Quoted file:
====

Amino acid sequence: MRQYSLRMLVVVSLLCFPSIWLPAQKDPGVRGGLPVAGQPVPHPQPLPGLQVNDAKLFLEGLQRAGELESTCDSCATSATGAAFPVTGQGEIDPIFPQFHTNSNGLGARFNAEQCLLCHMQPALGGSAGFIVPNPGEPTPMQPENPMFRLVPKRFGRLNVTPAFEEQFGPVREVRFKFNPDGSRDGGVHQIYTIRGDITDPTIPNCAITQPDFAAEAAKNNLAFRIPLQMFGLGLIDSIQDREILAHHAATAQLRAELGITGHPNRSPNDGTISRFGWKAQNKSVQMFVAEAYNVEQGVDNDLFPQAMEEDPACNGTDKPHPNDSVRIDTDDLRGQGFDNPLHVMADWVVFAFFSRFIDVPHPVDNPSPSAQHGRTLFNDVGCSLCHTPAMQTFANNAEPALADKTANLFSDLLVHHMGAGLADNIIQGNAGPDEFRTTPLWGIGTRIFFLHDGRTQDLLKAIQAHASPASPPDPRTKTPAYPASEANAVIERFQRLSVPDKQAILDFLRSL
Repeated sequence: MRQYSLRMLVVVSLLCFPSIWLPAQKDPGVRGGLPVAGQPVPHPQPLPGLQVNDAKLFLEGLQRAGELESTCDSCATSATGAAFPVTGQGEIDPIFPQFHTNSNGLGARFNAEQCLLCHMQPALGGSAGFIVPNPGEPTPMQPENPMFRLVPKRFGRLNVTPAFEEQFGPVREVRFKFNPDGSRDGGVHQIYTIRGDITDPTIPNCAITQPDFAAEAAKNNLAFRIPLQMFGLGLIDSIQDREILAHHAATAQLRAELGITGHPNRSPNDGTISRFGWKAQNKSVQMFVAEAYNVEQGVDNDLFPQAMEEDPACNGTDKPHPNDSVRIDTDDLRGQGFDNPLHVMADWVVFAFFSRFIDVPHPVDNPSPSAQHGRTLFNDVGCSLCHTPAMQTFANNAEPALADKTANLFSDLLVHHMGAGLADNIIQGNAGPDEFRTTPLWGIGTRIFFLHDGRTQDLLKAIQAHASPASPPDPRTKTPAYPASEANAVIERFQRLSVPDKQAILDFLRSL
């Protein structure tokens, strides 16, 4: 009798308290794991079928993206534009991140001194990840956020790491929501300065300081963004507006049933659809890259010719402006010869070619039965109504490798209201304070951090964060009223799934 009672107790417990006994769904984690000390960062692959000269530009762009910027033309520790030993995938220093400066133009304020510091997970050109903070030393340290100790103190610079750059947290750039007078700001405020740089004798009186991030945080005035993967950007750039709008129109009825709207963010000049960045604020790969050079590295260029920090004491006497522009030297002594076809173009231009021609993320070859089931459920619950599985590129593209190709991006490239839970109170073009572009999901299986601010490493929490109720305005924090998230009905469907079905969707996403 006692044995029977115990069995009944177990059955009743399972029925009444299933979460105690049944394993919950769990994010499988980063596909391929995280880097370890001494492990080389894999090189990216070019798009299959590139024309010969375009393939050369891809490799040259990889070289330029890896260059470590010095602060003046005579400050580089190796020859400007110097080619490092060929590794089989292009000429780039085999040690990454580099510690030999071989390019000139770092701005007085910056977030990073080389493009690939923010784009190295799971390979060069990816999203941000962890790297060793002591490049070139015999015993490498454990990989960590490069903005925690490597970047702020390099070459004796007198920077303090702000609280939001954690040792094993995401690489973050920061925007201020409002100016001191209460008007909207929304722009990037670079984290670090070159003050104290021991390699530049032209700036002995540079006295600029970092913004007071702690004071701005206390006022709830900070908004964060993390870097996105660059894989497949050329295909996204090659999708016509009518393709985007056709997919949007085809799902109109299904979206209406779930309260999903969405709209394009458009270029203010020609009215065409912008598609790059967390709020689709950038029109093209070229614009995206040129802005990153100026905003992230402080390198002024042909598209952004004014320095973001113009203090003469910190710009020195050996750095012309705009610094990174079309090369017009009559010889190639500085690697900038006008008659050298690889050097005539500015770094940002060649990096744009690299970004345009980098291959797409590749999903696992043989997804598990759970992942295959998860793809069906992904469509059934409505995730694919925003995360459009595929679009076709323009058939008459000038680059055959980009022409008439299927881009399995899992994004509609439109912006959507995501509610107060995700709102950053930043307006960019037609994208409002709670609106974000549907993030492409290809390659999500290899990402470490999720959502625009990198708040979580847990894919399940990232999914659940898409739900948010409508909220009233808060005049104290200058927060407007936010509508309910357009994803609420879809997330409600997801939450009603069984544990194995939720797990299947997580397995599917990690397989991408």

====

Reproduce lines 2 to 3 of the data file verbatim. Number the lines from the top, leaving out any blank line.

Repeated sequence: MRQYSLRMLVVVSLLCFPSIWLPAQKDPGVRGGLPVAGQPVPHPQPLPGLQVNDAKLFLEGLQRAGELESTCDSCATSATGAAFPVTGQGEIDPIFPQFHTNSNGLGARFNAEQCLLCHMQPALGGSAGFIVPNPGEPTPMQPENPMFRLVPKRFGRLNVTPAFEEQFGPVREVRFKFNPDGSRDGGVHQIYTIRGDITDPTIPNCAITQPDFAAEAAKNNLAFRIPLQMFGLGLIDSIQDREILAHHAATAQLRAELGITGHPNRSPNDGTISRFGWKAQNKSVQMFVAEAYNVEQGVDNDLFPQAMEEDPACNGTDKPHPNDSVRIDTDDLRGQGFDNPLHVMADWVVFAFFSRFIDVPHPVDNPSPSAQHGRTLFNDVGCSLCHTPAMQTFANNAEPALADKTANLFSDLLVHHMGAGLADNIIQGNAGPDEFRTTPLWGIGTRIFFLHDGRTQDLLKAIQAHASPASPPDPRTKTPAYPASEANAVIERFQRLSVPDKQAILDFLRSL
């Protein structure tokens, strides 16, 4: 009798308290794991079928993206534009991140001194990840956020790491929501300065300081963004507006049933659809890259010719402006010869070619039965109504490798209201304070951090964060009223799934 009672107790417990006994769904984690000390960062692959000269530009762009910027033309520790030993995938220093400066133009304020510091997970050109903070030393340290100790103190610079750059947290750039007078700001405020740089004798009186991030945080005035993967950007750039709008129109009825709207963010000049960045604020790969050079590295260029920090004491006497522009030297002594076809173009231009021609993320070859089931459920619950599985590129593209190709991006490239839970109170073009572009999901299986601010490493929490109720305005924090998230009905469907079905969707996403 006692044995029977115990069995009944177990059955009743399972029925009444299933979460105690049944394993919950769990994010499988980063596909391929995280880097370890001494492990080389894999090189990216070019798009299959590139024309010969375009393939050369891809490799040259990889070289330029890896260059470590010095602060003046005579400050580089190796020859400007110097080619490092060929590794089989292009000429780039085999040690990454580099510690030999071989390019000139770092701005007085910056977030990073080389493009690939923010784009190295799971390979060069990816999203941000962890790297060793002591490049070139015999015993490498454990990989960590490069903005925690490597970047702020390099070459004796007198920077303090702000609280939001954690040792094993995401690489973050920061925007201020409002100016001191209460008007909207929304722009990037670079984290670090070159003050104290021991390699530049032209700036002995540079006295600029970092913004007071702690004071701005206390006022709830900070908004964060993390870097996105660059894989497949050329295909996204090659999708016509009518393709985007056709997919949007085809799902109109299904979206209406779930309260999903969405709209394009458009270029203010020609009215065409912008598609790059967390709020689709950038029109093209070229614009995206040129802005990153100026905003992230402080390198002024042909598209952004004014320095973001113009203090003469910190710009020195050996750095012309705009610094990174079309090369017009009559010889190639500085690697900038006008008659050298690889050097005539500015770094940002060649990096744009690299970004345009980098291959797409590749999903696992043989997804598990759970992942295959998860793809069906992904469509059934409505995730694919925003995360459009595929679009076709323009058939008459000038680059055959980009022409008439299927881009399995899992994004509609439109912006959507995501509610107060995700709102950053930043307006960019037609994208409002709670609106974000549907993030492409290809390659999500290899990402470490999720959502625009990198708040979580847990894919399940990232999914659940898409739900948010409508909220009233808060005049104290200058927060407007936010509508309910357009994803609420879809997330409600997801939450009603069984544990194995939720797990299947997580397995599917990690397989991408």